Little Shop of Horrors, review: Hammy parody is humorous alternative Christmas show

Royal Exchange, Manchester

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The audiences at the test showings for the movie Little Shop of Horrors shrieked with delight throughout the screening – until the end when (semi-spoiler alert) all the musical’s main characters were eaten by a literally blood-thirsty alien from outer space masquerading as an exotic plant.

At that point a chilled silence settled over the movie theatre. The producers tried a second showing the following night. Same reaction. So (second semi-spoiler alert) they had the director Frank Oz, of Muppet fame, re-film it with a happy ending.

The theatre gets round that problem by having everyone the plant has eaten – and everyone it hasn’t (spoiler confusion) – come out on the stage for the final number warning mankind of what action to take when faced with the threat of alien invasion in botanic form: “Don’t Feed The Plants.”

It’s a solution Brecht would have been proud of – ramming home the show’s bizarre conclusion whilst reminding everyone that no-one was really harmed in the making of his head-scratching parable. Most importantly it gives a joyous feelgood ending to a show which the Royal Exchange has chosen as its gusty black-humour Christmas show for adults of all ages - of whom, of course, older children are the most streetwise in our topsy-turvey times. (The show may be too scary for youngsters).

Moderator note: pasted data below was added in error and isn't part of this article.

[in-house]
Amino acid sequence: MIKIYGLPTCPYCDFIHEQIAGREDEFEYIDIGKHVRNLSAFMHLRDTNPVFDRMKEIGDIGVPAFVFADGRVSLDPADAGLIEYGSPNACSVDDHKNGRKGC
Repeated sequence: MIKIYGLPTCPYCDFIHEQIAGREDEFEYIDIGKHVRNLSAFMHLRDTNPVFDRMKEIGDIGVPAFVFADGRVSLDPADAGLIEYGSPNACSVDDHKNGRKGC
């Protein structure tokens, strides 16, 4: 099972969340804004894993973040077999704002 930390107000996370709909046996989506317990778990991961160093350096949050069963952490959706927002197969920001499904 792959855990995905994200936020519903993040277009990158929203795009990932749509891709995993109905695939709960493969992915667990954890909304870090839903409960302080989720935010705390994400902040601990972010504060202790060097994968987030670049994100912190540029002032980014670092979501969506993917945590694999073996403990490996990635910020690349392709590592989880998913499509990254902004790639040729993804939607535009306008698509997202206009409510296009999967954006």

The musical, which gives new meaning to the warning “Heavy Plant Crossing, is a glorious cartoon as layered with irony and referential fun as a mille-feuille. The story comes from a 1930s sci-fi short-story; the music from a period and genre which spans Fifties doo-wop rock and roll, Elvis and early Motown; the New York humour is Runyon-lite; and the characterisation is nicely-parodied hammy horror. Together the book and lyrics by Howard Ashman and music by Alan Menken are an inflammable combination.

Director Derek Bond has assembled a good cast who perform with zest rather than finesse. Gunnar Cauthery finely judges Seymour, the hapless florist who is the show’s unheroic Faust to the botanic Mephistopheles. His start to the love ballad “Suddenly Seymour” is genuinely touching. And Kelly Price, after an uncertain start, deftly captures the thinness of Audrey’s suburban plastic-wrapped aspiration in “Somewhere That’s Green”. Sevan Stephan is assured as the opportunistic Mr Mushnik though Ako Mitchell lacks the precision as the sadistic dentist which he achieves in his smaller cameos.

Puppetry designer Toby Olie has come up with an effective monstrous Audrey II as the diabolic plant. Its sinuously jointed tendrils are operated by three puppeteers with comic conviction and Nuno Silva, chief puppeteer, has an impressive vocal range as the plant’s voice, a part made famous in the movie by Levi Stubbs, lead singer of the Four Tops.

The moral of this post-modern Faustus is that our world, so in thrall to materialist fripperies, has lost its soul and it is too late to do anything about it. Not a very Christmassy message. But the vigour, warmth and humour of this romp of a panto for our disjointed times happily gives the lie to that.